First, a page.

There are a couple of good Japanese restaurants in Chennai. My favorite is Momoyama, which serves great food at a reasonable price. One of their signature dish is called ‘Tori no Subuta’ translating to ‘sweet and sour pork of chicken.’ Yes, sweet and sour pork made with chicken. The intended meaning is ‘sweet and sour chicken’ or ‘sweet-and-sour-pork styled chicken.’ I guess, since sweet and sour pork is a quite popular dish in Japan, they translated it in this way. The translation sounds funny for the natives. So what? It tasted fantastic and I would order it again next time.
When I’m outside Japan, I always was asked which Japanese restaurant is a ‘true’ Japanese one. Some self-claimed ‘authentic’ Japanese restaurants serve food which is too creative for the Japanese. I enjoy and appreciate the creativity of these Japanese-ish restaurants.
‘Hourensou no Oshitashi’
To check the restaurant’s authenticity, you should look at the menu under the appetizer section. Go down the list, and if you find an item called ‘Oshitashi,’ then busted. The restaurant is not authentic. The dish is actually called ‘Ohitashi’ without the first ‘s’ in Japanese. Ohitashi is a common dish, meaning ‘soaked.’ Some vegetable – spinach, or Hourensou, is the most popular – is boiled and chilled. You will sprinkle bonito flakes and soy source when you eat. A very simple vegetable (but not vegetarian) dish. As this item is very common, you will never find a typo at a Japanese-run restaurant. However, this error is commonly seen at many Japanese-ish restaurants in the US. I wonder why.
The Ninja Conspiracy Theory
My theory goes like this:
Somewhere in the United Stats, there is a secret society to decide what is authentically Japanese. This society, probably named something like ‘Notable Intellectuals for Naming Japanese Authenticity’ or N.I.N.J.A., picks up a dish and publicize it as ‘truly Japanese’ via the underground network of the Japanese-ish restaurant industry. One day, the translator of the society accidentally added an extra ‘s’ when they were developing the list of authentic Japanese appetizers. The list was published and, as any authoritative body does, they denied the error. This is how you find ‘Oshitashi’ everywhere.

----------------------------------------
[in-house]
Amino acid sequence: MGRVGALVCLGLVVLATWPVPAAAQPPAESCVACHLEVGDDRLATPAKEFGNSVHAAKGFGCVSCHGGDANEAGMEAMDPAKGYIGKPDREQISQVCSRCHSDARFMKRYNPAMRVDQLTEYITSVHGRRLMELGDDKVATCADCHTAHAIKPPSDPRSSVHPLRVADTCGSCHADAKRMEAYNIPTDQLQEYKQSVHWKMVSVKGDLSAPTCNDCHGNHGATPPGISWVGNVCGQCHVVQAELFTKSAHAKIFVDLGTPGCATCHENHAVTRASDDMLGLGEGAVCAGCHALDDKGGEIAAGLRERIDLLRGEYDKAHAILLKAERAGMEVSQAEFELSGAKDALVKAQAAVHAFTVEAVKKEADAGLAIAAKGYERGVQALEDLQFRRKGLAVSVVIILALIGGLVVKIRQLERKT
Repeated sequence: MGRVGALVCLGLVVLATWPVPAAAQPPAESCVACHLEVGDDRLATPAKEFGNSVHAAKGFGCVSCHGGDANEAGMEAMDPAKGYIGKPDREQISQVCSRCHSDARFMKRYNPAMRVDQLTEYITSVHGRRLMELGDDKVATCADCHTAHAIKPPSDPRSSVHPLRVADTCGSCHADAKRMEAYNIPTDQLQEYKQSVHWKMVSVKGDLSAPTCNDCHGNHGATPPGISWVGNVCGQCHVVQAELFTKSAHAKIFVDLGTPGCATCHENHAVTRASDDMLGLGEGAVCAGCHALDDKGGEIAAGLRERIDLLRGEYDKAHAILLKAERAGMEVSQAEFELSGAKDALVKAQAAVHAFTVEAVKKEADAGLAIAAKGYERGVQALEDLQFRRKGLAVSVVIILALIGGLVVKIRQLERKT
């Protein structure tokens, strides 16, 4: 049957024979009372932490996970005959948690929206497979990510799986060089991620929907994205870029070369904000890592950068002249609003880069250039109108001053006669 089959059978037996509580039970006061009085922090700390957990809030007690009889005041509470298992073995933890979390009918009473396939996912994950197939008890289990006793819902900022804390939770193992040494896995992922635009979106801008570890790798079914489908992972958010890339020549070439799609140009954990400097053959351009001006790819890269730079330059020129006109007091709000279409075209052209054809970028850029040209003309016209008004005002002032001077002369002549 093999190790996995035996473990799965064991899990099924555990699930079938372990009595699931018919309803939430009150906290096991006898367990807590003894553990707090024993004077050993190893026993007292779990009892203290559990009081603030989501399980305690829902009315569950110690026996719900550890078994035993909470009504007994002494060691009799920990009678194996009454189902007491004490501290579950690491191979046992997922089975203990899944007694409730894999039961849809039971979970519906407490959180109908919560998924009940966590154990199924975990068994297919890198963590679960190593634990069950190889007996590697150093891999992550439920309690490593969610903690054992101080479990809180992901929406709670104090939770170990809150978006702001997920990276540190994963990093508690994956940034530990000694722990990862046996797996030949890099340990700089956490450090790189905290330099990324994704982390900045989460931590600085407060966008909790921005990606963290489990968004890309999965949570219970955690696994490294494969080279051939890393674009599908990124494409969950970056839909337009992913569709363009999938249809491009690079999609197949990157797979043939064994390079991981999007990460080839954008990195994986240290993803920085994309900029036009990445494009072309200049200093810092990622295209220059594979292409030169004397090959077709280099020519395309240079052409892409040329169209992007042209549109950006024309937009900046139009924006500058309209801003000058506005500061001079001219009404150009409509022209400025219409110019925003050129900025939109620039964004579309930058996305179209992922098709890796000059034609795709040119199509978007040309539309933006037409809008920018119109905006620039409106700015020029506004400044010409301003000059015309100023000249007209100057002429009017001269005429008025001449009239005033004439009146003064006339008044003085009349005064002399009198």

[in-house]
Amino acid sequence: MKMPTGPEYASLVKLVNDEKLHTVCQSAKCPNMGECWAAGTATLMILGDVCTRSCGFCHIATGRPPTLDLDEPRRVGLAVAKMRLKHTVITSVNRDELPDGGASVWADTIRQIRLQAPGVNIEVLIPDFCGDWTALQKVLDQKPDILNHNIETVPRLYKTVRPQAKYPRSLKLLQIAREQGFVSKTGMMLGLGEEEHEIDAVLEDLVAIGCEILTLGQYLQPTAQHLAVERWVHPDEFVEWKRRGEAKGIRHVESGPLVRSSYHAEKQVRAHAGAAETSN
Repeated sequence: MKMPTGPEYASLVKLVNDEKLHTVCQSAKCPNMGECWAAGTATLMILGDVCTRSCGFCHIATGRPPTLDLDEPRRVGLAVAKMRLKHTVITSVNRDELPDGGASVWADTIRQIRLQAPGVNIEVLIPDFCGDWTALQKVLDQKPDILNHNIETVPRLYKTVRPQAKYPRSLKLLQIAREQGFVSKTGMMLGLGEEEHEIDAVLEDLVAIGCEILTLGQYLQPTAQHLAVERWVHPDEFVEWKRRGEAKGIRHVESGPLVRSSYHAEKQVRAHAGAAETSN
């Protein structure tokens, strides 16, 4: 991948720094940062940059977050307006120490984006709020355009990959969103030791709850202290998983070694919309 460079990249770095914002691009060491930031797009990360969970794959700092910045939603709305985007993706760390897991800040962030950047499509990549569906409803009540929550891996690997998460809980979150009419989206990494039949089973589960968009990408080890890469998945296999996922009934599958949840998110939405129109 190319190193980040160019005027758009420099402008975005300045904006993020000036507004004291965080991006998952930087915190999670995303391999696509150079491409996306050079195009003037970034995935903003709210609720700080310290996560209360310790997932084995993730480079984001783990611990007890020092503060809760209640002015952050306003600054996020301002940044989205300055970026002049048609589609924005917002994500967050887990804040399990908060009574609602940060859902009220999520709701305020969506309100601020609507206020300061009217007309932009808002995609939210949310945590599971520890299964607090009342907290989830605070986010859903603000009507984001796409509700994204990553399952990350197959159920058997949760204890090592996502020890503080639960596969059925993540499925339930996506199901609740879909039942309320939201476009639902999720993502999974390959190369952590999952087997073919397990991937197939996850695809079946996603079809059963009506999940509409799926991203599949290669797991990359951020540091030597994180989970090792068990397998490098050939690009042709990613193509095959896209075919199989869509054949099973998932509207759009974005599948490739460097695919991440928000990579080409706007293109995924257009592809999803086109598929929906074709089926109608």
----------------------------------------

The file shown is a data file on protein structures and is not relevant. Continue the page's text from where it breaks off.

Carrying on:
Philadelphia Roll and Hibachi
Oshitashi is not the first one certified as ‘authentic’ by them. Sushi and Tempura might be the first batch and they did a pretty good job on defining them as an open field for creativity. Hayashi, my favorite Sushi buffet in Nashville, has a dozen of colorfully decorated Sushi rolls – from ‘Rainbow Roll’ to ‘Tempura Sushi.’ After trying these creative Sushi, now I almost think Philadelphia Roll and Spicy Tuna Roll are quite normal. (But please do not even think about ordering them in Japan. They only have less creative ones!)
Hibachi is one of the masterpieces that the N.I.N.J.A. society (or whoever behind this plot) has ever introduced. I’m talking about the ‘Japanese’ restaurants where you will be seated to a big table with the built-in hot plate and the chief will entertain you by juggling the food and the knives. My first Hibachi experience was in Atlanta and I truly enjoyed the performance (the onion volcano!) and the food. I’m convinced that if someone starts a Hibachi restaurant in Tokyo, Japanese people would love it as it seems quite new.
Oh by the way, Hibachi in Japan is a charcoal container looking like a flower-pot, traditionally used as a heater in the house. Nothing to do with grilling or juggling.
Steak at an ‘authentic” American steak house in Tokyo comes with miso soup and steamed rice. McDonald’s here had a time-limited menu called ‘Idaho Burger,’ a burger with hash browns in it, and ‘Beverly Hills Burger,’ a burger with a fried egg and avocado source. Let’s call it even.